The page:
If these are the main reasons that customers turn to platforms, how can organisations ensure the platform gets used? In the first context, there are clearly issues about looking into the longer term, and being confident that the platform has wider applicability for the organisation.

But perhaps there are also questions about scalability: making sure that the platform has options for multiple teams to use it, with small incremental costs charged to each new team. It also means continuing to encourage teams to use the platform to address problems, and showing them how where necessary.

The scalability and multiuser nature of platforms does, however, bring its own challenges, notably security. A multitenant environment, where data is handled, managed and manipulated, is something of a security concern. It is, however, worth getting over this. Some organisations, for example, have found it possible to restrict access to certain subgroup users.

Encouraging use is also a matter of having the right tools available. The platform must be open to a range of users with quite different skills – for example, in Python, Java, Lua, SAS® or R – and also different levels of skills, from experienced programmers to new business users. For widest use, the platform must be open and accessible, as well as easy to use.

It also needs to have the right data, which means that this must already be available to the organisation. It is important to ask whether there are enough useful data sets available, because without data, the platform will not get used. Finally, the platform must perform. The algorithm must respond within the required time, and it must also deliver useful and reliable results. It is no use encouraging people to use a platform that delivers unreliable answers.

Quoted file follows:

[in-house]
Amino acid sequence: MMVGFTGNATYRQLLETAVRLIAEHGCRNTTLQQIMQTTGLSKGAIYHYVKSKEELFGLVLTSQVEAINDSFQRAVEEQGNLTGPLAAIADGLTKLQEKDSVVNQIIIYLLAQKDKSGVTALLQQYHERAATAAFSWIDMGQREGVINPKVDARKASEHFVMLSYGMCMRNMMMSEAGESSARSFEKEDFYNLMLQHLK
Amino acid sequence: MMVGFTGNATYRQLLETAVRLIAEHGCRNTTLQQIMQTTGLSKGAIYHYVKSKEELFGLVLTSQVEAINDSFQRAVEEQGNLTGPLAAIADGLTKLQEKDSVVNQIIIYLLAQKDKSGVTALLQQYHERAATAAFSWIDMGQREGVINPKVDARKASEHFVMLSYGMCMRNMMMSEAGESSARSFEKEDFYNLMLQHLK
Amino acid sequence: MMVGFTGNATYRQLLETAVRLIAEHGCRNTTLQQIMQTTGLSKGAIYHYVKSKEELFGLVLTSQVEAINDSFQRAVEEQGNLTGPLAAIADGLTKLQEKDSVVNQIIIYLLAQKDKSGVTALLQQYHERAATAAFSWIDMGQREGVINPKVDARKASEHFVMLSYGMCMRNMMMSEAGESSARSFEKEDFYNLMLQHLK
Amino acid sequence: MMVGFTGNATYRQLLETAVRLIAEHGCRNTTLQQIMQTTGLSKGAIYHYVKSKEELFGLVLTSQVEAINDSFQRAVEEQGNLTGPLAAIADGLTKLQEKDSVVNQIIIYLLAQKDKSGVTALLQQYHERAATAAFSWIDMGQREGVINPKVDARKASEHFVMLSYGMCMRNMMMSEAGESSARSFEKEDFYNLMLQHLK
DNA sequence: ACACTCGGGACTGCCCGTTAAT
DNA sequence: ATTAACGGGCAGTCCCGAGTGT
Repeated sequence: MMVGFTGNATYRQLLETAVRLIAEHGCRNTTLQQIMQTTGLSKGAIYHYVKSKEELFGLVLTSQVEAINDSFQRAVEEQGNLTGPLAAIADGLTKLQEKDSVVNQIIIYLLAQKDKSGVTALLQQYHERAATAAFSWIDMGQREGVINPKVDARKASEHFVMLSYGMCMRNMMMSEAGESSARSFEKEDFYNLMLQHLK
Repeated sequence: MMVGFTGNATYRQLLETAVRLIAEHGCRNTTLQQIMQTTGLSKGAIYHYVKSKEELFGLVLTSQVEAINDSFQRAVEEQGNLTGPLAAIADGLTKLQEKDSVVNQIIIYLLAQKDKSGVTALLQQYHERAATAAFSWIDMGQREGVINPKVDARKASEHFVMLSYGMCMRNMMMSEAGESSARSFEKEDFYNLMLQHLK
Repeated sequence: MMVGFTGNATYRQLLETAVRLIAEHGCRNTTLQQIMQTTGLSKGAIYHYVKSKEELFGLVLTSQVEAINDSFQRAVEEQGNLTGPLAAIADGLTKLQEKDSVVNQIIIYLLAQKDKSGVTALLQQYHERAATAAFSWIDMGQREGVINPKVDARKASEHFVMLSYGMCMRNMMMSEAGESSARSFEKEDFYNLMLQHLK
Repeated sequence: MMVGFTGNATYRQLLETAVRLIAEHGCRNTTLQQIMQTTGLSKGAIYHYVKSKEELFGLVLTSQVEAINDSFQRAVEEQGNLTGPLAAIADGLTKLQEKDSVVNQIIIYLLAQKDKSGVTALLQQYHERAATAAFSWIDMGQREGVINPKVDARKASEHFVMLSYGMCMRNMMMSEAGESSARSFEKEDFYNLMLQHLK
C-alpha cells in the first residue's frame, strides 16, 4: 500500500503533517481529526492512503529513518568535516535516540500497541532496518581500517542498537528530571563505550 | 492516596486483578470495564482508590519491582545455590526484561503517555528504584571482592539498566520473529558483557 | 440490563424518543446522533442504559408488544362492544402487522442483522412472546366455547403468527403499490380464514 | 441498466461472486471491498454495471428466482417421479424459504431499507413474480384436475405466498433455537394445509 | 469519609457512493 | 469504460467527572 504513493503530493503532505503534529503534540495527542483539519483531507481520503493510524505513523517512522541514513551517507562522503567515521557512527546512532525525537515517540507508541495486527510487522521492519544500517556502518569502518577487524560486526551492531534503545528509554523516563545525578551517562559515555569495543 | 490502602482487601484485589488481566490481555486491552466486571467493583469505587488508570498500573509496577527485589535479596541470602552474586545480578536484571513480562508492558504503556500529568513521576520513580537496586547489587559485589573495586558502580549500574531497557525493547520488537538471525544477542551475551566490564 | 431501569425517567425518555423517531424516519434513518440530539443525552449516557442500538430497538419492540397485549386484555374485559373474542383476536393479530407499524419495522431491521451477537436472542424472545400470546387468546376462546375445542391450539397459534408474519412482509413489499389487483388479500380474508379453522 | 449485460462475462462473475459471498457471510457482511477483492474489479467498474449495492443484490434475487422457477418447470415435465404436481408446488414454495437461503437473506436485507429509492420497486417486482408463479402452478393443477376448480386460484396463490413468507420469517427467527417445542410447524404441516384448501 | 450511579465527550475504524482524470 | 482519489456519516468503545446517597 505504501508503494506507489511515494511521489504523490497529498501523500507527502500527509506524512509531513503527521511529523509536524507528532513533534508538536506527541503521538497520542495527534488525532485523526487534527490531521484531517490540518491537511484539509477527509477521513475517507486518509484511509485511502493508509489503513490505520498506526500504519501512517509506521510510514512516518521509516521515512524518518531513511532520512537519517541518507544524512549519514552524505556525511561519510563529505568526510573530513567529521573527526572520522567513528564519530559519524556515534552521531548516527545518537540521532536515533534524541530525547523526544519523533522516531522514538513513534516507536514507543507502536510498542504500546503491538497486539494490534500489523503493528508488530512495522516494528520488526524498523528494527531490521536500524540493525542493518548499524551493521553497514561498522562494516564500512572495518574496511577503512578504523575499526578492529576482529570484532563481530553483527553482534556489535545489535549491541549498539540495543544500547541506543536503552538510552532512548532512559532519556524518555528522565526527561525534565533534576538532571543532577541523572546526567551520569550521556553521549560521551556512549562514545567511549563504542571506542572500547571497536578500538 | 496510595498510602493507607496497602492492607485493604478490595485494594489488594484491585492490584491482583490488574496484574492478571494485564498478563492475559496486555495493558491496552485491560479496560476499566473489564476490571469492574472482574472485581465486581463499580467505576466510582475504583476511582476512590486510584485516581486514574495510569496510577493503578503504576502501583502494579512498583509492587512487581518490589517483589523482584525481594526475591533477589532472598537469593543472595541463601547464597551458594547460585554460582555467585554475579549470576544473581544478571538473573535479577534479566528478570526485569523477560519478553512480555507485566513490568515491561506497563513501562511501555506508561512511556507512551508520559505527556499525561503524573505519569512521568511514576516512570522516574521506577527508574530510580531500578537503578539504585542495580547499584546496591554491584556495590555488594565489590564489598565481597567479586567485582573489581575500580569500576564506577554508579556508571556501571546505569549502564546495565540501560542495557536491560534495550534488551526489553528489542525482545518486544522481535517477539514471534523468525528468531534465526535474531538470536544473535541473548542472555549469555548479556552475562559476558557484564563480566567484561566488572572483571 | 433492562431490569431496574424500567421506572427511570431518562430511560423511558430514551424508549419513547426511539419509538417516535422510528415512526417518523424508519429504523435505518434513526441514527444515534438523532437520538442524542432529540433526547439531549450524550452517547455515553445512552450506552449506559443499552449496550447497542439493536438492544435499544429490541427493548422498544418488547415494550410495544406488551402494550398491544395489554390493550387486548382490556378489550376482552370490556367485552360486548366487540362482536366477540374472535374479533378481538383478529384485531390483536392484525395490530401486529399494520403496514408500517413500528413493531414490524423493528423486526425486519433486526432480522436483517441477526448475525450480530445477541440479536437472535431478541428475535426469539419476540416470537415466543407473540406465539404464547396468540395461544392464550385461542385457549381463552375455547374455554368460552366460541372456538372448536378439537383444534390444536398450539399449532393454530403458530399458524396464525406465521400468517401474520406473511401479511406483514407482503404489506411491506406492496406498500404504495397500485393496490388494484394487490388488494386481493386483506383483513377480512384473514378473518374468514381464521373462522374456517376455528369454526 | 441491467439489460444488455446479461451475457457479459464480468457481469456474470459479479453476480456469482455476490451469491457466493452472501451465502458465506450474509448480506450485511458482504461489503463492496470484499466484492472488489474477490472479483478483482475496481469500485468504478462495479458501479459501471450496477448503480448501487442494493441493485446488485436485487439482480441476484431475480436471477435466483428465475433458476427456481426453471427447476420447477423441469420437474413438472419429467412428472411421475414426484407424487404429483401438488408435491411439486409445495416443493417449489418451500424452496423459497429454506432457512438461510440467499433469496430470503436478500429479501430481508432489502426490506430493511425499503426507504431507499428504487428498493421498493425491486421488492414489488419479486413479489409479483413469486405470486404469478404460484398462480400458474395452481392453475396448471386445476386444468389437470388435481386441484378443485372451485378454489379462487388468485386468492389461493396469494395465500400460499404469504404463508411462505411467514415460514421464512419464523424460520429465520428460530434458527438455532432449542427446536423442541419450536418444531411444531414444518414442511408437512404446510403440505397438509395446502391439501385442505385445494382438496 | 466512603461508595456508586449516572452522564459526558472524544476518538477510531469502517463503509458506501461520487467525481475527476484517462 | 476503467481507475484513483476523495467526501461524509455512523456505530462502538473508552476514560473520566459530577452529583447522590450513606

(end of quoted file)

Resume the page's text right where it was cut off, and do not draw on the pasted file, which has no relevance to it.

Looking to the future

There has unmistakably been something of a step change in thinking about platforms. This may be a result of the amount of data now available. It may also be because of the rise in accessible tools that means business users can get involved in analysis.

It may, however, not least be a result of the increased use of machine learning and artificial intelligence. All of which means that an analytics platform is now moving into the realm of “essential” rather than “nice to have.”

This article was republished with permission from SAS.